• If possible, separate speed and lifting training sessions. Quality of training will increase when athletes can focus on one or the other. Combining track practice with a lifting session means that one will suffer in quality. A fatigued athlete from the weight room cannot sprint at maximum capacity. The same applies to a fatigued athlete in a lift.
  • Offset high intensity days in the weight room and high intensity days on the track. This will allow for the athlete to give full effort to the more intense session of the day without sacrificing performance in the lesser.
  • All workouts, both on the track and in the weight room should have a focus on quality over quantity. Due to the nature of multiple workouts per day overall volume will already be high, so individual session volume should remain low.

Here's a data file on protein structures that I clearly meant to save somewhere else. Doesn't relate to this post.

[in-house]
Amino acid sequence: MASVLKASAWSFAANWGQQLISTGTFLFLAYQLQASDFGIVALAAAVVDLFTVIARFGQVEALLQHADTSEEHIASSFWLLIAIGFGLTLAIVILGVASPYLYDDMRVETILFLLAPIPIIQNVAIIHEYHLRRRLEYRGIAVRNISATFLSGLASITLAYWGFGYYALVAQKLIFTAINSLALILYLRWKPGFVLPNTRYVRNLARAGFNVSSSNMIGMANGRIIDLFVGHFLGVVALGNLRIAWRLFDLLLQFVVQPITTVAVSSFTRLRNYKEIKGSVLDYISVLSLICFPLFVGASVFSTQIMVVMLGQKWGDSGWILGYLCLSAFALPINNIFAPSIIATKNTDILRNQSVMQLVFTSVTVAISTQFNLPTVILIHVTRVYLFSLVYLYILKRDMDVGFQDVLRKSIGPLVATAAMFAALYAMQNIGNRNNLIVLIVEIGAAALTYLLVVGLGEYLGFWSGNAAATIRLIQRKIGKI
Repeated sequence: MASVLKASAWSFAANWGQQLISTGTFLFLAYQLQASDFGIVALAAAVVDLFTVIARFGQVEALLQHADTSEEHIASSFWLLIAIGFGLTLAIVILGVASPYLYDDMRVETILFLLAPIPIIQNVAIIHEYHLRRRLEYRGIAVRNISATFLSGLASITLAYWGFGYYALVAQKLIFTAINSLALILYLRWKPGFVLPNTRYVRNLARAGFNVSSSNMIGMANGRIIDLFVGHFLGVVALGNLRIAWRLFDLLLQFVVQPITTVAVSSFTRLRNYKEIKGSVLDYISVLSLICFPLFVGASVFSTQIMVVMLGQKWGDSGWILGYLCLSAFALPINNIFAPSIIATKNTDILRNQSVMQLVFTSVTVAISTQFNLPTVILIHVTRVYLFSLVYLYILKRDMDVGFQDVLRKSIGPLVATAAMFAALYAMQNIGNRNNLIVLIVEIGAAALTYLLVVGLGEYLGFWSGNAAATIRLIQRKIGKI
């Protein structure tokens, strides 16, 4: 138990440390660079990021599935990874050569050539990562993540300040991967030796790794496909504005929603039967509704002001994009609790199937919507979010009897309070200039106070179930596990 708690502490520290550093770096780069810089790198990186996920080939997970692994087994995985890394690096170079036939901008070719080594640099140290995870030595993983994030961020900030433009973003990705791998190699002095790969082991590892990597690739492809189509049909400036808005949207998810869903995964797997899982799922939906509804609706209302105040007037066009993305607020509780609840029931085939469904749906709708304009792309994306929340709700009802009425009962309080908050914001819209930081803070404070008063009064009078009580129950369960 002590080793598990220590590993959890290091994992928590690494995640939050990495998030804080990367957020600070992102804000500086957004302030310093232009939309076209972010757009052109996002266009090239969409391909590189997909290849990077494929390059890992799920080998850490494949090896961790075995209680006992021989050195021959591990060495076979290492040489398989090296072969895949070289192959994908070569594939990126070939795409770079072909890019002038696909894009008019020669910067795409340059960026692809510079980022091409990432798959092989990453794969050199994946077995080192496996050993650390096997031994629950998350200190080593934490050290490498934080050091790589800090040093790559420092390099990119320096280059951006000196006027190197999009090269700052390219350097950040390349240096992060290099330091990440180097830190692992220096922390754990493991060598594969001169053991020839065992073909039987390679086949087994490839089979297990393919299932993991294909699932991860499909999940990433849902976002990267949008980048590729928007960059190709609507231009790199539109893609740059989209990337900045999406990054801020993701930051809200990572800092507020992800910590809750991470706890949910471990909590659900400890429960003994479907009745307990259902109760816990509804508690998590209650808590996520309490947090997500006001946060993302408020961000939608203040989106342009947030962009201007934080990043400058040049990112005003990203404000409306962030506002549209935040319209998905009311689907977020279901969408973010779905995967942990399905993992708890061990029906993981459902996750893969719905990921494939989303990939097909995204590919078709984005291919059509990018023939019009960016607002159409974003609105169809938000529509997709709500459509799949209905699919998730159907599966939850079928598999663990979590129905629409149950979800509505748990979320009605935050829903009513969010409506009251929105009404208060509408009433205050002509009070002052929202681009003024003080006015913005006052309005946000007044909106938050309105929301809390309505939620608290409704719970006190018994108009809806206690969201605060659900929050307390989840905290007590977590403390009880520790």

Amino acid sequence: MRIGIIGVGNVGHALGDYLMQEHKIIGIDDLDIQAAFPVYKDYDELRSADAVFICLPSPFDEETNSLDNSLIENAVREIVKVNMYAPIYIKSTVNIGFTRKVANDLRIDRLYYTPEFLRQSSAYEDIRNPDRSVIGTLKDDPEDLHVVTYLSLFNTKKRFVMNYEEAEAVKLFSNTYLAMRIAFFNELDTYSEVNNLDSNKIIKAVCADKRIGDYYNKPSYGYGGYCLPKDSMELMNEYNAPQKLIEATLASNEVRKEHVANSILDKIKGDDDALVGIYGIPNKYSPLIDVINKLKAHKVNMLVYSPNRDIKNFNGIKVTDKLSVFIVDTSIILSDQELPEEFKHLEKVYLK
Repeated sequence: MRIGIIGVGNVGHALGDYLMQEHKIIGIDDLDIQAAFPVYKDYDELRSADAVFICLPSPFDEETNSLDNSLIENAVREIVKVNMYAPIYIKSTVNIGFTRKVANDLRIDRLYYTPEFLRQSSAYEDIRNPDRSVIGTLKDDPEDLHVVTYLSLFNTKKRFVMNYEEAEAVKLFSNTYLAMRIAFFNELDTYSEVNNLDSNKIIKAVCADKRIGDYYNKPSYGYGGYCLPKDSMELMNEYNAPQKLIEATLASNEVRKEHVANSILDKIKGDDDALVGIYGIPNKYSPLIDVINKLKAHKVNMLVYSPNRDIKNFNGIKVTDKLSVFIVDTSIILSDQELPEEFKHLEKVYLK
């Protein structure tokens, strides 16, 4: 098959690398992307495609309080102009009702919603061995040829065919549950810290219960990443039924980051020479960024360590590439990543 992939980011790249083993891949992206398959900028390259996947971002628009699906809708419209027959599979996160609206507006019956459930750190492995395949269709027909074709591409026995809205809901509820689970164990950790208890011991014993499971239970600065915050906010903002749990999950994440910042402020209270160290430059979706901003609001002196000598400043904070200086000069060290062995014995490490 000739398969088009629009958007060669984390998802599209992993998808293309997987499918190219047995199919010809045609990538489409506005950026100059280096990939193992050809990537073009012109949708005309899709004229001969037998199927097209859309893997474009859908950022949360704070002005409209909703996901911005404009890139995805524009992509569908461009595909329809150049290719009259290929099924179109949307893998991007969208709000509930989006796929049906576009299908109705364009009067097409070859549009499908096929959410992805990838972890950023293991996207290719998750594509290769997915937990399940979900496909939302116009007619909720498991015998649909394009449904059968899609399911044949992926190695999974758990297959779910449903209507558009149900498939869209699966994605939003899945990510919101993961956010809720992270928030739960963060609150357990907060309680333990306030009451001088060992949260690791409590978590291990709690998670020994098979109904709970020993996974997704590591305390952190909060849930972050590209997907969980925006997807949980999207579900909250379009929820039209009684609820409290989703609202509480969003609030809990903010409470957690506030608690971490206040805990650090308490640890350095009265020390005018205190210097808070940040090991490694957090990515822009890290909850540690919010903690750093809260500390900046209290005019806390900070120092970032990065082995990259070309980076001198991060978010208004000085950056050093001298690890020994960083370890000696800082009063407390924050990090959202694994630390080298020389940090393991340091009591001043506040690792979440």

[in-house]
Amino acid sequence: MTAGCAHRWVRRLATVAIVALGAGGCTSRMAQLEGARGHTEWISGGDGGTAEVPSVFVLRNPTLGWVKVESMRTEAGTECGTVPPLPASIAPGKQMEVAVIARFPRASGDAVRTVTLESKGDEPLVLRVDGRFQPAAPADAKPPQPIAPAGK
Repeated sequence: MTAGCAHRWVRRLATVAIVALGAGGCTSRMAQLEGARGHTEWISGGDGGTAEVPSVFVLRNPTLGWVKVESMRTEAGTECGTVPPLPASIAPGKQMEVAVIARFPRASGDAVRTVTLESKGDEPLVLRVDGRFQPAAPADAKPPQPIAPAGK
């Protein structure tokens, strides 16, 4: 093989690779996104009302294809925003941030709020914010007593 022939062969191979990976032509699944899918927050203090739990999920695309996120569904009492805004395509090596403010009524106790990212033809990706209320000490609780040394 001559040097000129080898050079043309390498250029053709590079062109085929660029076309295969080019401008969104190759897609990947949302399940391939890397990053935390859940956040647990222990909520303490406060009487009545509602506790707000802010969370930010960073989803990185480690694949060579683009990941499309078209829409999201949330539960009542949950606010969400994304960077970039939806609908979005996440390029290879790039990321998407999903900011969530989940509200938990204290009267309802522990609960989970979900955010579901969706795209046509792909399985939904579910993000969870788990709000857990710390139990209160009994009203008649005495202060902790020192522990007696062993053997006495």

• If hypertrophy work is necessary for certain groups, save it until AFTER a meet so that the weekend gives 48 hours of recovery. This will also prevent a high volume day from interfering with training quality of other days.
  • Implement a dynamic effort weight room session the day before the meet, keeping low volume in the 24hrs leading up. Low rep high velocity work won’t be as taxing on the CNS and can actually lead to performance improvements for the next 12-24 hours due to CNS activation.

For athletes not participating in actual meets, use the meet day as an opportunity to either get a higher volume lift in or competitive speed work depending on the needs of your particular athletes. This can be a great opportunity for more sport specific work.

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It’s not a new or novel concept but treating track season as your best developmental season can change the context through which you plan your spring. Athletes now can maximally develop speed, and with a balanced approach still make significant progress in the weight room.

Encourage all of your athletes to participate in track, even if they don’t plan on running in meets. All of your athletes can benefit from a strong focus on speed. Your track program will flourish and all of your other sports will reap the benefits.